Putting his house in order

More than 30 years after city bought Agnon's home, it's been reopened as a cultural and literary center.

S Y agnon writer 248.88 (photo credit: coutresy og Agnon House Archives)
S Y agnon writer 248.88
(photo credit: coutresy og Agnon House Archives)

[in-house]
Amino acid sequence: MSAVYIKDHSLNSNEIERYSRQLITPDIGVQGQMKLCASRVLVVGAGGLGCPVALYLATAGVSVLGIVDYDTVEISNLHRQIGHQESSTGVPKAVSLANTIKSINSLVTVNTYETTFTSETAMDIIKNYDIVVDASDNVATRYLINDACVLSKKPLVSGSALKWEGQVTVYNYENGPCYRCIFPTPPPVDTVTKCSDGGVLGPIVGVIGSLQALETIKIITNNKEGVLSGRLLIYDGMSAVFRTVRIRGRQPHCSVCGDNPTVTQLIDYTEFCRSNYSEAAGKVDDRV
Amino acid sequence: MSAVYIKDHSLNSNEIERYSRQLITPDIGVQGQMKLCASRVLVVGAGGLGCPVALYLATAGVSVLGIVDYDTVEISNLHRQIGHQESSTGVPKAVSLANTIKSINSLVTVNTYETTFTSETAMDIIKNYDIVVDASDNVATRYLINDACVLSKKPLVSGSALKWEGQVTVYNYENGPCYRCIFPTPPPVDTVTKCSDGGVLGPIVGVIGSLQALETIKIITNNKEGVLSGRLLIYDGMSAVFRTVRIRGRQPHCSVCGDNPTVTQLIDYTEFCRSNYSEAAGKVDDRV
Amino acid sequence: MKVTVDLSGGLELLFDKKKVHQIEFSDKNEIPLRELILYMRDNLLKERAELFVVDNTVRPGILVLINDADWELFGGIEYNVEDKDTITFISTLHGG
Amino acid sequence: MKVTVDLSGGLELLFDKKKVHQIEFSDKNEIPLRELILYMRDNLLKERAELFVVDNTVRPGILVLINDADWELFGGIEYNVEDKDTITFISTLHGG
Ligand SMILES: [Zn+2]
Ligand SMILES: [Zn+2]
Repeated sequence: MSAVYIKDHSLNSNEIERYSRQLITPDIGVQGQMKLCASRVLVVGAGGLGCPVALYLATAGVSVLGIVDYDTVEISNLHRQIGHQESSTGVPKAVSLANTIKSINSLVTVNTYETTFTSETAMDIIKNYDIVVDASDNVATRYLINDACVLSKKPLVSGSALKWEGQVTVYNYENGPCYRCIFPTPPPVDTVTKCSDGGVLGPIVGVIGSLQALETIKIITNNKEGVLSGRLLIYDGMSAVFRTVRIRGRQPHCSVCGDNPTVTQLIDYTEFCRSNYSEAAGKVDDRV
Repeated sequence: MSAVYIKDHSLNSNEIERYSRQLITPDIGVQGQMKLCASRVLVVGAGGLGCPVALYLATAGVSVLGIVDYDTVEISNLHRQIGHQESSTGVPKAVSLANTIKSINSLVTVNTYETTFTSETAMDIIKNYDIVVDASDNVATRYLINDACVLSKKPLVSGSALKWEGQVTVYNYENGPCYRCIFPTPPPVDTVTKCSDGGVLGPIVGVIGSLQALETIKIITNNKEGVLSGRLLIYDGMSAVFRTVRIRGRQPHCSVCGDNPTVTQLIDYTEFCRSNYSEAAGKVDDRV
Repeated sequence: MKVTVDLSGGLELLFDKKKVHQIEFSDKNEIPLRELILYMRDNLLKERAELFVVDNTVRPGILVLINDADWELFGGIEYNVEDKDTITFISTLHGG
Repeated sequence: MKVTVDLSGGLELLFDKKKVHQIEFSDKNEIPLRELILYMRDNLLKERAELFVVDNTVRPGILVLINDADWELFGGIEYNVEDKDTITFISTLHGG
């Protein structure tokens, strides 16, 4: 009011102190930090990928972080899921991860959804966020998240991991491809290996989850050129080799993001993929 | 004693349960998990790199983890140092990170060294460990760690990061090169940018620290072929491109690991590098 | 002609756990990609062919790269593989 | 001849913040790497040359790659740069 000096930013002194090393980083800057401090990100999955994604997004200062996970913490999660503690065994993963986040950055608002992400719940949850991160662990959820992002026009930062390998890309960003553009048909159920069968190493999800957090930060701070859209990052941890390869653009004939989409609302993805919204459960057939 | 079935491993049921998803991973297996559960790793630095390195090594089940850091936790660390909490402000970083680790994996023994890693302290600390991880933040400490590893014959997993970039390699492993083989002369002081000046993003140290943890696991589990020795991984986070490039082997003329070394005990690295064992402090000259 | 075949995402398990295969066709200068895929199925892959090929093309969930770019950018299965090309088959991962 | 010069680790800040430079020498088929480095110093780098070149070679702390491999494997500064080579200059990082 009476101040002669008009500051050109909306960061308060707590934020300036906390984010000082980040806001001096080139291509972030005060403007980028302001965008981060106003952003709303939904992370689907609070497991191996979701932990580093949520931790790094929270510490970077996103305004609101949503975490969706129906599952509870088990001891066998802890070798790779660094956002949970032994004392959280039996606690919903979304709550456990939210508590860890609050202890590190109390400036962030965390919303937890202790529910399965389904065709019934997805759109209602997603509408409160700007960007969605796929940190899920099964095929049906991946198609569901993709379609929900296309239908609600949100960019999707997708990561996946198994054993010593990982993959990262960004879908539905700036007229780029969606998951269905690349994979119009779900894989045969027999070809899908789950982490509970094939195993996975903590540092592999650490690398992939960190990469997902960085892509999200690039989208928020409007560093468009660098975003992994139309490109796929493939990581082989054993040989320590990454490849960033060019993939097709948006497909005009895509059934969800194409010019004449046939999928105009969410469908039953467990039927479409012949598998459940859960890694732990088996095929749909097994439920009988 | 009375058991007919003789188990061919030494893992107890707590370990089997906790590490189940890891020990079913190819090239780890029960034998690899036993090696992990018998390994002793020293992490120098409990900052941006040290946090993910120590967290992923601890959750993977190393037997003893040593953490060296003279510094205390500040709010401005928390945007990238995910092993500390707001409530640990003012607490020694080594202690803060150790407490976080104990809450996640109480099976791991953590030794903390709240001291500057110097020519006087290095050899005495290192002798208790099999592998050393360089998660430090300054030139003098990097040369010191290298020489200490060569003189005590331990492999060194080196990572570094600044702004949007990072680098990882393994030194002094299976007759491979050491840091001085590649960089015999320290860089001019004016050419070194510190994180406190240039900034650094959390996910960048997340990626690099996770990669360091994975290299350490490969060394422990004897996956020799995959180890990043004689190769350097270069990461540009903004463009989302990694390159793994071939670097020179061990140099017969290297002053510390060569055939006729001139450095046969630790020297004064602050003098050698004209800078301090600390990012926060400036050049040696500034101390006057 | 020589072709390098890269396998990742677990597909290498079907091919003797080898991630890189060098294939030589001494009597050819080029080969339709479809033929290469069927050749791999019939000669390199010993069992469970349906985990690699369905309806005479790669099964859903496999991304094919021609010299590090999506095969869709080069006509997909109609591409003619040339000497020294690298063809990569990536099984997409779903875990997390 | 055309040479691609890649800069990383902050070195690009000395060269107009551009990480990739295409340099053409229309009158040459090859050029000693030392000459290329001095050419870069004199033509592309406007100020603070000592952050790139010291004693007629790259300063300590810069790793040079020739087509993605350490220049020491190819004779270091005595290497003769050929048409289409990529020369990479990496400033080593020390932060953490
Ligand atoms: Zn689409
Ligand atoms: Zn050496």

When he was 18 years old, Shmuel Yosef Halevi Czaczkes, later better known as S.Y. (Shai) Agnon, wrote a poem and showed it to his father, expecting compliments. His father's reaction was, "So you wrote a poem. What's the big deal? At your age, Franz-Joseph was already an emperor!" We can learn two things from this anecdote. First, that the renowned caustic wit of our only - thus far - literature Nobel laureate was apparently genetic. The second is that, contrary to the thinking of some modern scholars, young people should be highly challenged. After all, although Agnon didn't become an emperor, he did turn out to be one of the greatest writers of the 20th century - and not only in Israel and in Hebrew. That anecdote was one of several recounted earlier this week at the official opening of the renovated Agnon House at Rehov Klausner 16, after almost three years of restoration work on the small home in Talpiot. The event was a model of restraint and good taste, held with respectful deference to the special nature of the late owner and his modest, even ascetic, way of life. "We hesitated for quite some time even on the issue of the color of the floor tiles," explains Eilat Liber, head of the restoration project. "The interior style of the houses in that period was rather colorful - with different colored paint in every room and colored tiles, but we were aware of the extremely modest lifestyle of Agnon who, over the years, changed the floor tiles to simpler gray ones. We finally decided to go for an exact restoration of the first floor - the hall and the small living room - but to remain faithful to the original style of the period on the upper floor. In any case, during the whole process we had Emuna [Emuna Yaron, Agnon's daughter] at our side, whose recollections and willingness to help us were invaluable." Today, the house looks totally refurbished. There is a simple but welcoming garden, which includes a large picture of Agnon working in his garden; a large hall that takes up almost the entire first floor; a small living room, with its original simple wooden table covered with a white tablecloth, a container of sugar and a cup of tea still displayed on it; and, at the entrance, Agnon's briefcase, umbrella and hat silently wait for him to come and take them for a walk around the neighborhood. "This house's purpose is to serve as a place of inspiration for writers, scholars and young people who are striving to make their way in literature and art in general," says Tzilla Hayun, the chairperson of Agnon House, who has been involved in the restoration project from the start. "We plan to make it into an important center for culture, literary events and art. And we plan to hold exhibitions. The first one, entitled 'The Spirit of the Place,' is already on display. The curator, artist Eilat Hashahar Cohen, chose a series of modern artwork inspired by Agnon's life and work, focusing on Esther, Agnon's wife. As well as the changing exhibition, there is also a permanent display about Agnon's life. The huge library is in the midst of being computerized. We want to make this a place that is dedicated to the layperson who appreciates the arts, as well as scholars and literature students. We will have concerts, lectures and series of encounters on a wide range of topics. Agnon House will also produce cultural events that will take place in Tel Aviv and other cities." IRONICALLY, AGNON didn't like the house. In a letter to his wife, Esther, who was still abroad while her husband had returned to Jerusalem and purchased the house, he wrote that after living in it for two weeks, everything was like a nightmare: the workers (whom he described as some who build while others ruin the work that had been done) didn't allow him to concentrate on anything. Besides his complaints that he couldn't have one hour of peace, he added that the furniture was ugly and concluded that his general feeling was that he was "sitting in a grocery store." Emuna confirms that her father never liked the house. "Although over the years it had become a real home for our family, my father never liked it and only felt really comfortable in his private library on the upper floor. He would spend all his mornings writing at his lectern and, afterwards, in the early afternoon hours, he would sit at his heavy wooden desk and edit what he had written in the morning." The house in Talpiot was the fourth one the Agnon family lived in. It was designed and built by architect Fritz Kronberg, one of the most famous of his time. "Houses in general were a rather delicate and painful issue in Agnon's life," explains Liber. "Their first family home, while they were still in Germany, was destroyed by a fire. All Agnon's books, including some very rare ones, and above all, the almost finished manuscript of what was meant to be his monumental work on hassidic stories, were lost in the disaster. And before that, while still a child, his parents moved from one place to another. In his hometown of Buczacz, no one can say for sure where the Czaczkes family lived." Agnon's housing agony didn't end upon coming to Israel. During the riots of the Arab population in the 1920s, a house he rented in Talpiot was destroyed and looted. As a result, he finally decided to purchase a house of his own. He chose Kronberg as the architect because, among other reasons, he was a neighbor. "It is true that Agnon's attitude toward this house was not simple," explains Micha Yinon, head of the culture department at the Culture Ministry and one of the driving forces behind the restoration project and its financing. "Nevertheless, it was the place where he lived and wrote for 40 years. In this house, simple and almost as austere as himself, Agnon wrote some of the cornerstones of modern Israeli and international literature - short stories like 'A Simple Story' and novels such as Only Yesterday, A Guest for the Night and Shira. He may not have liked the place, but it was his home." Emuna, who edited her father's stories that had not been published during his lifetime, remembers her years in the small house as happy ones. "My brother Hemdat and I were told not to make noise while my father was writing; but aside from those hours, we could bring in friends, and quite a lot of people used to come here, especially on Shabbat afternoons. In those days, I was not aware of my father's status. Only when I turned 16-17 and was a student at the teachers' seminary in Safed, when a paper I handed in received a high mark and the reaction among the other students was 'Well, of course - Agnon's daughter' did I begin to understand who my father was." AFTER AGNON'S death in 1970, his children decided to sell the house. It was a time of a building boom in Talpiot, which, after the Six Day War, was no longer subject to attacks from the Arab side of the border. The previous mayor of Jerusalem (until 1965, when he was replaced by Teddy Kollek), Mordechai Ish-Shalom, couldn't stand the thought of Agnon's house, where he used to go very often during the writer's life, being replaced by one of the high-rises being built in the area. According to Emuna, it was in fact Yitzhak Rabin's idea to send Ish-Shalom to the government to propose a simple idea: "Save Agnon's house." The matter became urgent, especially after renowned scholar Prof. Yosef Klausner's house had already been demolished. Ish-Shalom, while mayor of Jerusalem, was so attuned to the writer's needs and requests that he put up a sign in the street warning the public to "Be quiet, a writer is at work here." It was finally the Jerusalem Municipality that decided to purchase the house in 1970 and turn it into a small museum for the public. Over the years, it became clear that a radical overhaul had to be done to prevent additional deterioration of the old house, built in 1931. Three years ago Yinon asked Hayun to be in charge; Hayun recruited Liber, and together they applied for donations from private individuals and foundations. The first to respond was the Bracha Foundation, soon followed by the Meitar Family Fund, an anonymous donor, the Culture Ministry and the municipality. The total sum needed, NIS 3 million, was amassed and the project implemented. On his first official visit to the restored house, Mayor Nir Barkat was told that the next step should be to purchase the plot nearby (before it also became a high-rise) and to add an auditorium to Agnon House. According to Hayun and Yinon, Barkat didn't say no, but it goes without saying that the money for the plot should be taken out of the municipality's thin budget. "For the moment, as far as we have been able to find out, the owner of the plot is reluctant to sell it. That might give us enough time to find the money," says Yinon. How does Emuna feel about the current situation of her childhood home? "At the beginning I couldn't stand it," says the octogenarian. "I remember I could see the Dead Sea from my bedroom window and the Temple Mount from the other side. But after a while I got used to it and now, after the restoration work has been done, I am absolutely satisfied. I like it."